The ST-Line has a performance feel to it and adds a menacing-looking black grille, 18-inch alloys, sports suspension, black roof rails, a large rear spoiler and dual exhaust tips. Inside there are sports seats with red stitching, a flat-bottomed steering wheel, a fully digital instrument cluster and metallic pedals.
The Vignale adds matrix LED headlights, leather heated front and rear seats, a Bang and Olufsen stereo, head-up display, a power driver's seat, auto parking and a gesture activated tailgate.
Engine & trans
The entry-level engine offering is a 1.5-litre turbocharged four-cylinder with 127kW of power and 275Nm of torque. It comes with a six-speed manual (LS only) or six-speed automatic, and is FWD only.
The other drivetrain on offer is a 2.0-litre four-cylinder turbo with a class-leading 188kW of power and 353Nm of torque. It is solely mated to a nine-speed automatic transmission, but can be had with either front- or all-wheel drive (the LT is FWD only, the LTZ is FWD with the option of AWD, and the LTZ-V is AWD only).
The AWD model employs a clever system that can allow the driver to effectively disconnect the rear drive axle, in order to help save fuel - it is controlled by a button near the gear selector. If the car is in AWD mode it will generally default to front-drive, but can split torque up to 50:50 front to rear if slip is detected. The AWD model also has revised suspension and a higher ride height.
A diesel model will be added to the range later in 2018, with that drivetrain being a 1.6-litre four-cylinder turbocharged unit producing 100kW/320Nm. It will come exclusively with a six-speed automatic transmission, but will be offered in FWD or AWD.
Towing capacity is 750kg for an unbraked trailer on all models, while the 1.5-litre petrol and 1.6-litre diesel have towing capacity of 1500kg for a braked trailer, and the 2.0-litre petrol has a 2000kg braked towing capacity. That’s good, but not a benchmark for the segment (Volkswagen Tiguan 162TSI: 2500kg).
The Escape comes with a 2.0-litre four-cylinder turbo-petrol engine making 183W of power and 387Nm of torque, which is more powerful than any engine in the RAV4, CX-5 or everything else in the class for the same money.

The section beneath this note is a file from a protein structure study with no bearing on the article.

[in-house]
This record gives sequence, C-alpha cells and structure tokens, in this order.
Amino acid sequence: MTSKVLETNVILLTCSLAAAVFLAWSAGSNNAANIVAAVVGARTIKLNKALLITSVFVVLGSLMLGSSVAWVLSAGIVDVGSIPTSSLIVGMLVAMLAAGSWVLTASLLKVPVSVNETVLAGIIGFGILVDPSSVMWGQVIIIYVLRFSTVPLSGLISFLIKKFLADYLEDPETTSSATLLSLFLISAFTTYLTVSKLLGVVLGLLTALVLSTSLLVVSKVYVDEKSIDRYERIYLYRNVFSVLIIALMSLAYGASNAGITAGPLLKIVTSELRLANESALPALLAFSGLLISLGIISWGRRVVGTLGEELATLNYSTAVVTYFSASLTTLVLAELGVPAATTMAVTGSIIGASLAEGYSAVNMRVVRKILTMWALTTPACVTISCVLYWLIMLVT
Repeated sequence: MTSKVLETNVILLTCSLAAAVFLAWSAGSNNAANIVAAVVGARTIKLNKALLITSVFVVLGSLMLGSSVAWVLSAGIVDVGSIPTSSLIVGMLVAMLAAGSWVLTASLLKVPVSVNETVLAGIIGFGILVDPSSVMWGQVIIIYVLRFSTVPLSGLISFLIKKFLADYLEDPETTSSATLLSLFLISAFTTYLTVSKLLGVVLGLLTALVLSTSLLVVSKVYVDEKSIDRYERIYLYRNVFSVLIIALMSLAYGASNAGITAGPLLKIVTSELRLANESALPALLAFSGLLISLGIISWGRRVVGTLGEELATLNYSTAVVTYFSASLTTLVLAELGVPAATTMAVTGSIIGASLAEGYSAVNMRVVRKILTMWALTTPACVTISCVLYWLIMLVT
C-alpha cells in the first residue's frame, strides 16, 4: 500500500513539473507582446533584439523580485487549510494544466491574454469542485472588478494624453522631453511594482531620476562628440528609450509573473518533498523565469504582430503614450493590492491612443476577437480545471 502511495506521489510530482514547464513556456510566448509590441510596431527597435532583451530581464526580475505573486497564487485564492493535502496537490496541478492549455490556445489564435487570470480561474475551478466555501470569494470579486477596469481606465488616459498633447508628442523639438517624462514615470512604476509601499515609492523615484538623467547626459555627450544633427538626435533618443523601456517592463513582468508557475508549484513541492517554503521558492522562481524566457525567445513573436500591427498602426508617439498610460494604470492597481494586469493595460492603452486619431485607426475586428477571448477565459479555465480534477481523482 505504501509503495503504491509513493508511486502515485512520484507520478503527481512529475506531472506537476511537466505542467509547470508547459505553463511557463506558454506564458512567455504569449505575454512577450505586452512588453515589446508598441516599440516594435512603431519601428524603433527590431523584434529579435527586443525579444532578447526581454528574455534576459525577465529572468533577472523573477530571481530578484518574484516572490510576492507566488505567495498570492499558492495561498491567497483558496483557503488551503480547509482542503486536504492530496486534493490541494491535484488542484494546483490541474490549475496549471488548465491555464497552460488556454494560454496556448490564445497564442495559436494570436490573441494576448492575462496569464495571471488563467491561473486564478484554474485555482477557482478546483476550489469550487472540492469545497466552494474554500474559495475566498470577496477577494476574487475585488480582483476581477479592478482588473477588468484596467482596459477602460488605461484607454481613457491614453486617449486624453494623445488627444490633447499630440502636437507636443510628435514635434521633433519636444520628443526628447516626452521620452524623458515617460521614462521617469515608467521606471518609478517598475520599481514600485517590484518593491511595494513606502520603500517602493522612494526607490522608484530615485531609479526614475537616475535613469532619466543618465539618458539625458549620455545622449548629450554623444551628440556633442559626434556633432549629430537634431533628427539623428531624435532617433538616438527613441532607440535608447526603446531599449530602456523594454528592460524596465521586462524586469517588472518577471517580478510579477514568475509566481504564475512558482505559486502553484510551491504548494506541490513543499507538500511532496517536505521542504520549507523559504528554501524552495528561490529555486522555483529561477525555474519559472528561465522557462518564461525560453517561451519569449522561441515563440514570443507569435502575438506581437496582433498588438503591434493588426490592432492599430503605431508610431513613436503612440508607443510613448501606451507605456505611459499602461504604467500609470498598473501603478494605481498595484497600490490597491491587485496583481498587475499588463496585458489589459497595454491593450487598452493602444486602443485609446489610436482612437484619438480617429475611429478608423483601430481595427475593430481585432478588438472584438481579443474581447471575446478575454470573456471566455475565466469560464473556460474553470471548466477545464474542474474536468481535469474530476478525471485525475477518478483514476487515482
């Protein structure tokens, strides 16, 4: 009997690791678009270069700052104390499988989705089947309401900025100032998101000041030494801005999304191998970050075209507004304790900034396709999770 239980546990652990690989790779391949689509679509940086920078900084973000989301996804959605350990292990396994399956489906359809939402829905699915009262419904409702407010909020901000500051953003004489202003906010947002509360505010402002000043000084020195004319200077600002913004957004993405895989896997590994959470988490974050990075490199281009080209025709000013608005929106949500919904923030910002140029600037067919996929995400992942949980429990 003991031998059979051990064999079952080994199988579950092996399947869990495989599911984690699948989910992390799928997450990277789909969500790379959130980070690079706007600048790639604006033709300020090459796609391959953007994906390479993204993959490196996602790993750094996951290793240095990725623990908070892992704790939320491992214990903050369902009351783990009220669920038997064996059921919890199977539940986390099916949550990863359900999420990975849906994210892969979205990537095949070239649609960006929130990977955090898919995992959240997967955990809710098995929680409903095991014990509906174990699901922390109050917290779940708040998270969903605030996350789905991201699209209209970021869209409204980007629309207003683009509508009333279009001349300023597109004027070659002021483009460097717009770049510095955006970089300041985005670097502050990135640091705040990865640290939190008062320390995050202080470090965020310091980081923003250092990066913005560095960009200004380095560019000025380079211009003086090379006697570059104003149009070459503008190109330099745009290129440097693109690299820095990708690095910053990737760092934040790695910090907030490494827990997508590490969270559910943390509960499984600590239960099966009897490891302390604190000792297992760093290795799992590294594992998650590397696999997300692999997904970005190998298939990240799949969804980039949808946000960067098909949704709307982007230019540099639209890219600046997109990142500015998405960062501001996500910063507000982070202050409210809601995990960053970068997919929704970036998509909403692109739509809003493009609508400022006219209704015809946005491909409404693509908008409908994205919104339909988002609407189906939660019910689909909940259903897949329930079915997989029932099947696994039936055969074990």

This is the only engine on offer for the Escape, apart from the 2.5-litre petrol engine in the plug-in hybrid electric vehicle (PHEV) which will be available in 2021. The power output for the hybrid is 167kW.
The hybrid is front-wheel drive only and so is the entry grade Escape, while the petrol-only ST-Line and Vignale can be had in front-wheel drive or all-wheel drive configurations.
The petrol Escapes have an eight-speed automatic transmission while the PHEV features a continuously variable transmission, commonly known as a CVT auto. It's there to help save petrol... which neatly brings us to consumption.
Claimed fuel consumption for the 1.5-litre drivetrain is 6.9L/100km for the manual and automatic variants. Our launch drive saw a much higher return, due to some pretty spirited driving: 10.4L/100km.
The 2.0-litre version is a bit thirstier, thanks to its extra grunt. It is claimed to use 8.2L/100km for the FWD model and 8.4L/100km for the AWD. On our launch drive, we saw 9.7L/100km
The diesel, when it comes, will be the most frugal in the Equinox line-up - exact figures haven’t been revealed at this stage, however.
Ford says the all-wheel drive and front-wheel drive Escapes with the 2.0-litre petrol engine should use 8.6L/100km after a combination of open and urban roads. In my own testing I found the difference between the two to also be almost negligible, too, with the FWD's mileage being 9.4L/100km and the AWD's being 9.7L/100km. These were both taken from the trip computer and the test course was identical for both, taking in motorways and urban roads.
The plug-in hybrid is the true fuel super saver with Ford saying it can achieve 1.5L/100km. The hybrid was not available to the Australia motoring media to test, but you can absolutely expect the fuel economy to be outstanding.
It’s as though Holden’s engineers have waved a magic wand and made the Equinox - a big-for-its-class SUV - drive much smaller, and with much more confidence than you might expect.
The steering is the highlight - Holden has nailed the electric power steering system for feel and weighting, with excellent response whether you’re simply twirling the wheel at low speeds to park, or pushing it through a series of corners. There’s bugger-all in the way of torque-steer, too (that’s where the steering wheel will tug to the side when you accelerate).
The suspension, too, is a compliant and comfortable balance of control and plushness. Only in the models with the 18- or 19-inch wheels do you start to notice some terseness, and that comes down to both the extra weight of those variants and the lower profile tyres.
The LS and LS+, then, are the models that are the peachiest of the five variants. With 17-inch wheels and chubby 65 profile Continental rubber, the pliancy was excellent, as was the grip.
That said, the turning circle in the LTZ-V, in particular, is poor - 12.7m, which is worse than a lot of much bigger dual-cab utes.
The drivetrain in the LS+, too, was a fuss-free affair: it never felt underdone with two burly adults and some luggage on board, easily dealing with pushing away from intersections and rapid-fire overtaking moves without hassle.